4. Collect, grade, and return all homework as soon as possible, and as close to other related tasks with feedback (Redding, 2006). Grade it, comment on it, make it as meaningful and relevant as possible to what they are doing in class.
The Importance of Parental Involvement in Homework
Parental involvement in students’ homework has proven to lead to higher completion rates and higher student achievement (Keith, 1992). Here are some other homework tips, and tips for helping parents help their children with homework:
- Communicate the consequences of not completing homework to parents in very clear terms.
- Differentiate homework whenever possible through various rubrics, shorter assignments, shorter reading passages based on reading level.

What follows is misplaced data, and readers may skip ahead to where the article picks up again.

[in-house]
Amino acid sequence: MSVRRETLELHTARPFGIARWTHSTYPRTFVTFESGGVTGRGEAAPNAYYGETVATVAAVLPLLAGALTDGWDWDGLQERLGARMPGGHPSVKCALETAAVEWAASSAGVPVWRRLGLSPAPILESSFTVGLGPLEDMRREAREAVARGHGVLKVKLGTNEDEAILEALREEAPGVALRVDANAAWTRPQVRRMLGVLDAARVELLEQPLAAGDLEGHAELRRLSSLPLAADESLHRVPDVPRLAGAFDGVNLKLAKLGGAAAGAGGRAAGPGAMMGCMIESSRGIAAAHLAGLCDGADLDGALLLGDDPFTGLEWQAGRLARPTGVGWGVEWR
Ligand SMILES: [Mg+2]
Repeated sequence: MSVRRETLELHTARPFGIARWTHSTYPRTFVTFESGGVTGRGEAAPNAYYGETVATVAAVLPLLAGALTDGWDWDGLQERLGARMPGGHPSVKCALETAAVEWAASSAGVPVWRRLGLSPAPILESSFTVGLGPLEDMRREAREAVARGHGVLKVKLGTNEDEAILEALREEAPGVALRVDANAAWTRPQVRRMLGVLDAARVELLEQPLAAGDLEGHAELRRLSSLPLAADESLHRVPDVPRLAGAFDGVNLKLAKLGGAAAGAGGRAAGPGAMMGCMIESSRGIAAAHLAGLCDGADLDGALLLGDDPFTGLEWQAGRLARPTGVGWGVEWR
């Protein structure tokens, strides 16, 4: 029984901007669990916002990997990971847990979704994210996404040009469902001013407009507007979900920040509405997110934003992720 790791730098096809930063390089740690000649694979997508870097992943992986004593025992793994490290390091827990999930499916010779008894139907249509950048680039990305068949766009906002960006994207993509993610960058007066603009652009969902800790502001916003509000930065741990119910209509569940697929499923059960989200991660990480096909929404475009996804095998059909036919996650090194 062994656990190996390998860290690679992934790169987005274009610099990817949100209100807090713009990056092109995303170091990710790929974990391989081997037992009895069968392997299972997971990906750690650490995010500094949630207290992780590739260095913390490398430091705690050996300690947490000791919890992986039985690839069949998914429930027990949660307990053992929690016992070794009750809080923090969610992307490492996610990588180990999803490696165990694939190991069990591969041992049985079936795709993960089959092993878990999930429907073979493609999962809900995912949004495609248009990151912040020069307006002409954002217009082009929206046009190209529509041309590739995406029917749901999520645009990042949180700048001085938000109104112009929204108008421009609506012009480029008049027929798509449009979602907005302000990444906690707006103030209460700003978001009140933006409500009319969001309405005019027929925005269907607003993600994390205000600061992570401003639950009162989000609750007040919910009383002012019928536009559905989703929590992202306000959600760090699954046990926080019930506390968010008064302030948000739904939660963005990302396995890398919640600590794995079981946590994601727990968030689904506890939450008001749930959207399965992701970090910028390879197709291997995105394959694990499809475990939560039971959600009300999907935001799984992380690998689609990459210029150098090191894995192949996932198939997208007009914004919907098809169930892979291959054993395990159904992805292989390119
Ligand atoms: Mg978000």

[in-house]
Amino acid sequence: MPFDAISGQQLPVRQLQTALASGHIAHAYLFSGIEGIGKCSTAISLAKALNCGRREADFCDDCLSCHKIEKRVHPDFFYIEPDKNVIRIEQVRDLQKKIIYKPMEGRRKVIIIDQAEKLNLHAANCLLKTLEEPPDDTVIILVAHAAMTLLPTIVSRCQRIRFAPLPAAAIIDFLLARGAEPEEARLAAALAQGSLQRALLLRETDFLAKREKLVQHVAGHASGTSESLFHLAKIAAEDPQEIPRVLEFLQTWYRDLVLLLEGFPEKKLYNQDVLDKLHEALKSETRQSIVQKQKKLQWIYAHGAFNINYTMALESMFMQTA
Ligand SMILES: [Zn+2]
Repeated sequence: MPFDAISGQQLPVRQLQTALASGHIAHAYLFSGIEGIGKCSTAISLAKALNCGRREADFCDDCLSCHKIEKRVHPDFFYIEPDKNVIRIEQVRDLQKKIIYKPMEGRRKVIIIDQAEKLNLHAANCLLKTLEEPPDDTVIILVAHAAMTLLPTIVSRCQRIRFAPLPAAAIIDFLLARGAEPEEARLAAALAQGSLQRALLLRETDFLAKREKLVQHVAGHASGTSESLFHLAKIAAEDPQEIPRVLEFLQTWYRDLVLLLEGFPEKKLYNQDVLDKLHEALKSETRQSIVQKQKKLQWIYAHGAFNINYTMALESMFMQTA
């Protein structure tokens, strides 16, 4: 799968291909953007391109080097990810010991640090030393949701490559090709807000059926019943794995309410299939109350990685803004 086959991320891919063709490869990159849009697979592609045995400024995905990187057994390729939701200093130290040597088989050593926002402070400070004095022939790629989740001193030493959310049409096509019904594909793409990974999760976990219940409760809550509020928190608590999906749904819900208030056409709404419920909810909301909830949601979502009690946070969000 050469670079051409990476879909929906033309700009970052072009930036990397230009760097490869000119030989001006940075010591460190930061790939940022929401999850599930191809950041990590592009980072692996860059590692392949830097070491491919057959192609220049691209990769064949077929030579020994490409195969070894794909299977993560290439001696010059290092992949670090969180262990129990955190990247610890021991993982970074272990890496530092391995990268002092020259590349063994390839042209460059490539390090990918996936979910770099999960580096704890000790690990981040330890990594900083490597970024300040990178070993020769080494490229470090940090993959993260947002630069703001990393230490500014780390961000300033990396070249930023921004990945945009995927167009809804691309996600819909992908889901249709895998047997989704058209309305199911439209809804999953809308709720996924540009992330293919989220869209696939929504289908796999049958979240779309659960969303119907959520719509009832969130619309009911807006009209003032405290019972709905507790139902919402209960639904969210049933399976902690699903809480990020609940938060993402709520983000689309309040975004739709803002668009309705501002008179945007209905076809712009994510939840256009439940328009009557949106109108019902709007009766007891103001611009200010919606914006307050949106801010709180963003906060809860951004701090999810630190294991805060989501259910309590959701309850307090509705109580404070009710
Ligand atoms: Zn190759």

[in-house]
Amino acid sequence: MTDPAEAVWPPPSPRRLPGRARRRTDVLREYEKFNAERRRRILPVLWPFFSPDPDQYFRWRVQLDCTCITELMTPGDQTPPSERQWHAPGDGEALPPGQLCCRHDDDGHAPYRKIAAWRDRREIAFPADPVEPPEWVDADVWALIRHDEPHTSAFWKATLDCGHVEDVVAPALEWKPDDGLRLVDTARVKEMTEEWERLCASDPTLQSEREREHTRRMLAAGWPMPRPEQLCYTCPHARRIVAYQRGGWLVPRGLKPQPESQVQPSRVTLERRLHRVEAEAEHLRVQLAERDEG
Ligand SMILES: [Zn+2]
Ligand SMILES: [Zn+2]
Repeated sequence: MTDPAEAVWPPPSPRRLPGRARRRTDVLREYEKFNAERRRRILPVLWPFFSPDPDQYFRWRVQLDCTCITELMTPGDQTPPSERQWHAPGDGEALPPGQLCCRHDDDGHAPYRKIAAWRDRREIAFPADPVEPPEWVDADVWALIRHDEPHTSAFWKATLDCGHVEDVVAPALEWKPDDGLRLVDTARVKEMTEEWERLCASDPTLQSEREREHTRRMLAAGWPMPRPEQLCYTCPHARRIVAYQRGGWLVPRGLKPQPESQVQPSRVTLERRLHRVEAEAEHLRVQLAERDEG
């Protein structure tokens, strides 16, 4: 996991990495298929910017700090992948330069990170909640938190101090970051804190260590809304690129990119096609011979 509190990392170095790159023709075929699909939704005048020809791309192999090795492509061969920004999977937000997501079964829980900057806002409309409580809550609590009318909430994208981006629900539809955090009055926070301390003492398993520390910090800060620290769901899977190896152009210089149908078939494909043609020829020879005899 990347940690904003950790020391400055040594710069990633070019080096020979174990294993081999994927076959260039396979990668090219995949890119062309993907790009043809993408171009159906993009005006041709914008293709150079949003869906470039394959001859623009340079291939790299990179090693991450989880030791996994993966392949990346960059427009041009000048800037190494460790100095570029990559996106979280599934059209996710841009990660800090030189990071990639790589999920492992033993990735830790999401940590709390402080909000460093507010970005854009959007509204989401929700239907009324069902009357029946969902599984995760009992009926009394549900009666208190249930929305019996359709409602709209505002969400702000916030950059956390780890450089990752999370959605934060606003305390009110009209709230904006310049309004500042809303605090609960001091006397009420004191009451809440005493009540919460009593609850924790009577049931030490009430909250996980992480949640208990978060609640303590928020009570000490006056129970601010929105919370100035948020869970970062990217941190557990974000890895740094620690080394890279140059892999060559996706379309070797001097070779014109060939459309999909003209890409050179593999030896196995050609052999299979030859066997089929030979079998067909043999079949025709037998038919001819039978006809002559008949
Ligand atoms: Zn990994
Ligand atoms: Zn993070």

- Never give homework that is beyond a student’s independent completion ability.
- Adjust time frames for homework completion when possible.
- Coordinate with other teachers to make sure students aren’t overwhelmed by too much homework due at the same time, such as longer projects. This will keep parents from becoming overwhelmed as well.
- Increase parental involvement by holding homework workshops at the beginning of the school year on how to best support their young adults’ homework, even if they themselves struggle with the subject.
- Send notes via email to delineate a process of support, such as question prompts to use when independent reading is complete, or where to go on the Internet for assistance in core subjects like math and science.
- Direct parents to examples, such as video and audio, of how to effectively help with homework, such as what questions to ask, how to help versus do it for them, and how to coach their overall effort.
Help Children Develop Organizational Skills
Tips for Parents